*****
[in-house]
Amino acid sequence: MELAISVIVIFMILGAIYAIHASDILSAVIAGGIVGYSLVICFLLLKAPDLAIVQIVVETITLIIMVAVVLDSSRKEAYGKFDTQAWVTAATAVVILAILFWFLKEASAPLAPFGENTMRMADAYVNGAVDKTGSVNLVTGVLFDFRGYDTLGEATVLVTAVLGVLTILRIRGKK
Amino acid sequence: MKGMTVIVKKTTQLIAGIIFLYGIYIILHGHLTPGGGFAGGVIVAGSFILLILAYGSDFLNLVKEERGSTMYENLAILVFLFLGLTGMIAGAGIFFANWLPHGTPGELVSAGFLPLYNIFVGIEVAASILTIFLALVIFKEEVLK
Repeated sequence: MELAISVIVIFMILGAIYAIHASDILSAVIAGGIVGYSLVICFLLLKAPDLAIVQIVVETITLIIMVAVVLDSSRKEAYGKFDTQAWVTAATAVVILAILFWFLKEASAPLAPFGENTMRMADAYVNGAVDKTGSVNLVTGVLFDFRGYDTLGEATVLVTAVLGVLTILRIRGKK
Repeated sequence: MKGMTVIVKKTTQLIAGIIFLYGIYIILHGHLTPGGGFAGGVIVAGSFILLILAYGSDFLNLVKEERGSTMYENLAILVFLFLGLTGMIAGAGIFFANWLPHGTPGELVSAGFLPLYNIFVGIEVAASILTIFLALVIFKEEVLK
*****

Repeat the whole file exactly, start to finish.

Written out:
[in-house]
Amino acid sequence: MELAISVIVIFMILGAIYAIHASDILSAVIAGGIVGYSLVICFLLLKAPDLAIVQIVVETITLIIMVAVVLDSSRKEAYGKFDTQAWVTAATAVVILAILFWFLKEASAPLAPFGENTMRMADAYVNGAVDKTGSVNLVTGVLFDFRGYDTLGEATVLVTAVLGVLTILRIRGKK
Amino acid sequence: MKGMTVIVKKTTQLIAGIIFLYGIYIILHGHLTPGGGFAGGVIVAGSFILLILAYGSDFLNLVKEERGSTMYENLAILVFLFLGLTGMIAGAGIFFANWLPHGTPGELVSAGFLPLYNIFVGIEVAASILTIFLALVIFKEEVLK
Repeated sequence: MELAISVIVIFMILGAIYAIHASDILSAVIAGGIVGYSLVICFLLLKAPDLAIVQIVVETITLIIMVAVVLDSSRKEAYGKFDTQAWVTAATAVVILAILFWFLKEASAPLAPFGENTMRMADAYVNGAVDKTGSVNLVTGVLFDFRGYDTLGEATVLVTAVLGVLTILRIRGKK
Repeated sequence: MKGMTVIVKKTTQLIAGIIFLYGIYIILHGHLTPGGGFAGGVIVAGSFILLILAYGSDFLNLVKEERGSTMYENLAILVFLFLGLTGMIAGAGIFFANWLPHGTPGELVSAGFLPLYNIFVGIEVAASILTIFLALVIFKEEVLK